Fish and Trips
I find myself thinking more and more often that this is certainly an interesting time to be alive.
Who would have thought, even 50 years ago, that the things we can do now would be possible? The technology that surrounds us can often be overwhelming to some, while others embrace and run with it to achieve even greater things.
One of the things I have been enjoying in the past few years especially is the video capabilities, both above and below the waterline.
I clearly remember the first video I saw a few years ago of a snapper eating a livebait, which had been filmed by an underwater cameraman. This changed my thinking and understanding of how snapper in particular catch and eat their prey and subsequently I changed some of my fishing methods and results.
This was not entirely new, as I can also remember as a child watching Jacques Cousteau on television. I thoroughly enjoyed those programmes as well, which, as I think about it now, most likely also had a positive impact on my love of the sea and fish life.
I have had the opportunity to go on a couple of flights up and down the country lately and on each occasion I have once again been reminded of the many different ways that we can choose our hunting, fishing and dive spots.
Of course there is the time-proven method of following others. This can sometimes work, although I have also had times where we had just stopped because it was a pleasant spot for lunch only to have multiple boats pull up all around us and start fishing. This can sometimes produce fish but is in no way one of the most reliable.
While on the plane a couple of weeks ago coming back from Dunedin, I had a bird's eye view of both the coast and the hills close by and spent most of the trip looking at all the places that are not visible from the ground.
Yes, you can still see them on a paper map, but in real view it is so much better.
The things to look for are clearings in the bush where animals might come out to feed in the early mornings or evenings. Many of these are not where you might expect them to be and are often not shown on maps.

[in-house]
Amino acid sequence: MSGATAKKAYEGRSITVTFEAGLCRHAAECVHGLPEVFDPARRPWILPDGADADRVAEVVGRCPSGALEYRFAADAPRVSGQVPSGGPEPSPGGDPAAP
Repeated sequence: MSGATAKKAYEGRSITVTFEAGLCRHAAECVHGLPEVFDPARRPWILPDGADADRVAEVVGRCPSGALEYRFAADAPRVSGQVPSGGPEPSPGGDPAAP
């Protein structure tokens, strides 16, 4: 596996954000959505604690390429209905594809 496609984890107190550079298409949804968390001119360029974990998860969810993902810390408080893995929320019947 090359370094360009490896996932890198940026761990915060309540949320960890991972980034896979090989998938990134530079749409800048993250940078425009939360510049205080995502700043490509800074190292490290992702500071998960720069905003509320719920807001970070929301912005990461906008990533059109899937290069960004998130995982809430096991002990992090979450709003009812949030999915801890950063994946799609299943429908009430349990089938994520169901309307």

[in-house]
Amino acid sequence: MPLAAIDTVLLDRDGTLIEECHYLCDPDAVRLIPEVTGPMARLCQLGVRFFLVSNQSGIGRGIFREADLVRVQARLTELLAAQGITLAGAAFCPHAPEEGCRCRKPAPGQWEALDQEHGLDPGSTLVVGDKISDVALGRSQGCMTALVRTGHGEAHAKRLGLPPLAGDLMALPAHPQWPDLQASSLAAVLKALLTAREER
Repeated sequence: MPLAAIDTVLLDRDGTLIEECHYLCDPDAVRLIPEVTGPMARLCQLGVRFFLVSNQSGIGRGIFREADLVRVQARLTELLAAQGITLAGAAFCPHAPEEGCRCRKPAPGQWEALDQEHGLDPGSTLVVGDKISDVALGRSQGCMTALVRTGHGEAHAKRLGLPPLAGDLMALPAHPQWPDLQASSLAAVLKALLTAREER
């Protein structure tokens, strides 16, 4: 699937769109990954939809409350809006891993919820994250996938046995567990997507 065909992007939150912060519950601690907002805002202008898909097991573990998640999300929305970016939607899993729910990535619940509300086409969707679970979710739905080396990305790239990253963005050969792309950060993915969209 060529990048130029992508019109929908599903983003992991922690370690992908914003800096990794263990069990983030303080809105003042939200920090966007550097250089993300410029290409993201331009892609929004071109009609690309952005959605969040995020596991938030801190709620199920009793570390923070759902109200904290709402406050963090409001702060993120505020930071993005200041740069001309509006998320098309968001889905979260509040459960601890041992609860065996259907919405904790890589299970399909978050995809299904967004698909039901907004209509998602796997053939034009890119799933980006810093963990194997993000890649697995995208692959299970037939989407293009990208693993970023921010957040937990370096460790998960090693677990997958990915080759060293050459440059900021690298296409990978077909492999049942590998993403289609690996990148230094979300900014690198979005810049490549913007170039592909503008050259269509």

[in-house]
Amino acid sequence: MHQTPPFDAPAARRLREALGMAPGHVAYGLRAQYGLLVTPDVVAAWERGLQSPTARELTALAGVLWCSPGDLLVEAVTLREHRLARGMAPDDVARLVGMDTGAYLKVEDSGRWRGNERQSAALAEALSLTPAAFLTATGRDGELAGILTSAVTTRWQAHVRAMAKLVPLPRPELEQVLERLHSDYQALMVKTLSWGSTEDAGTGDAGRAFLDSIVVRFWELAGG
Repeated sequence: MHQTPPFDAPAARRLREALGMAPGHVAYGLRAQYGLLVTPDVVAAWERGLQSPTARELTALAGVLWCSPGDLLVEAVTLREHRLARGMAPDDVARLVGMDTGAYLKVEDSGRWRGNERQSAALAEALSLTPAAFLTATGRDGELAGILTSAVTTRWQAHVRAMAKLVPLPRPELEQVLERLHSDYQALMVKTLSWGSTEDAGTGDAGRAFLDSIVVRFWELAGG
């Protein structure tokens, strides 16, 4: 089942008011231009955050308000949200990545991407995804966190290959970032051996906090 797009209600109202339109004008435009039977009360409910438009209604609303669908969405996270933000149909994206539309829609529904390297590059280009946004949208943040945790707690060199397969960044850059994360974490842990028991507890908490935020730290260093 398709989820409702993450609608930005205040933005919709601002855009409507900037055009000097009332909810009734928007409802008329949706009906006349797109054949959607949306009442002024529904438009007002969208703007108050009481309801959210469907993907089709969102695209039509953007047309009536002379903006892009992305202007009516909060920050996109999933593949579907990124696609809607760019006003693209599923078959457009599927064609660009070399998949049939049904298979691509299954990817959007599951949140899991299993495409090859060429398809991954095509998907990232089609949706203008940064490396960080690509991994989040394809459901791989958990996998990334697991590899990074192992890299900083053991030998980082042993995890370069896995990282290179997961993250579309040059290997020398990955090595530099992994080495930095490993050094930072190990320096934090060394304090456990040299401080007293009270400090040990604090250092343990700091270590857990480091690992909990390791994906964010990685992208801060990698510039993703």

Everyone has their own interpretation of what constitutes a great day's fishing.
I am also learning as I get older that even my own ideas have changed over the years.
There have been times in my fishing life where just catching a certain species was a major goal. Other times I have wanted to catch large fish of a particular species.
I have also been through the stages of just wanting to catch a feed of fresh fish, as long as it was of good eating quality.
At this time of the year, my fishing wants change. I tend to enjoy the places and the journeys as much as the fishing in winter around Marlborough. What I love about this time of year is the longer periods of settled weather which allow you more fishing days, especially on the weekends.
I am often intrigued by the things we remember throughout our lives.
A clear memory for me is the first snapper I ever caught.
Our family had rented a bach in Kenepuru Sound and I was under 10 years old at the time. I can remember Dad offering a special prize of 50c for anyone who caught a snapper and, me being a little bit competitive, I must have taken the challenge seriously.
The rod I used was an old split cane two-piece rod that was a gift from one of Dad's friends and the reel was just an old eggbeater type. The book that I treasured most at the time was a New Zealand classic, New Zealand Sea Anglers' Guide, by Ray Doogue.
As I recall the event, I start to realise I must have been a bit of a studier and information gatherer from way back, as I can recall reading that book from cover to cover numerous times to get all the information I could from it. Things haven't changed much.
My son and his friends have been on a few early-morning excursions lately in the hope of catching some kahawai.
Unfortunately, they have not had a lot of success, so I thought I would use this as an opportunity to share my thoughts on why not and what I would advise as the best options to try.
First, this time of year is not the best for catching kahawai around the rivermouths in Marlborough.
Although there are kahawai around, they are not in big schools as they are spring and their metabolism is slowing down for the lean winter months.
This happens with most of our local game. As I understand it, because of the lower winter temperatures, the available feed is not as plentiful or nutritious as it is in spring and early summer, so the benefits of working hard to catch a feed are poor in relation to the nutrition received.
Blog terms and conditions
You're welcome to post in the comments section of our blogs. Please keep comments under 400 words. When submitting a comment, you agree to be bound by our terms and conditions.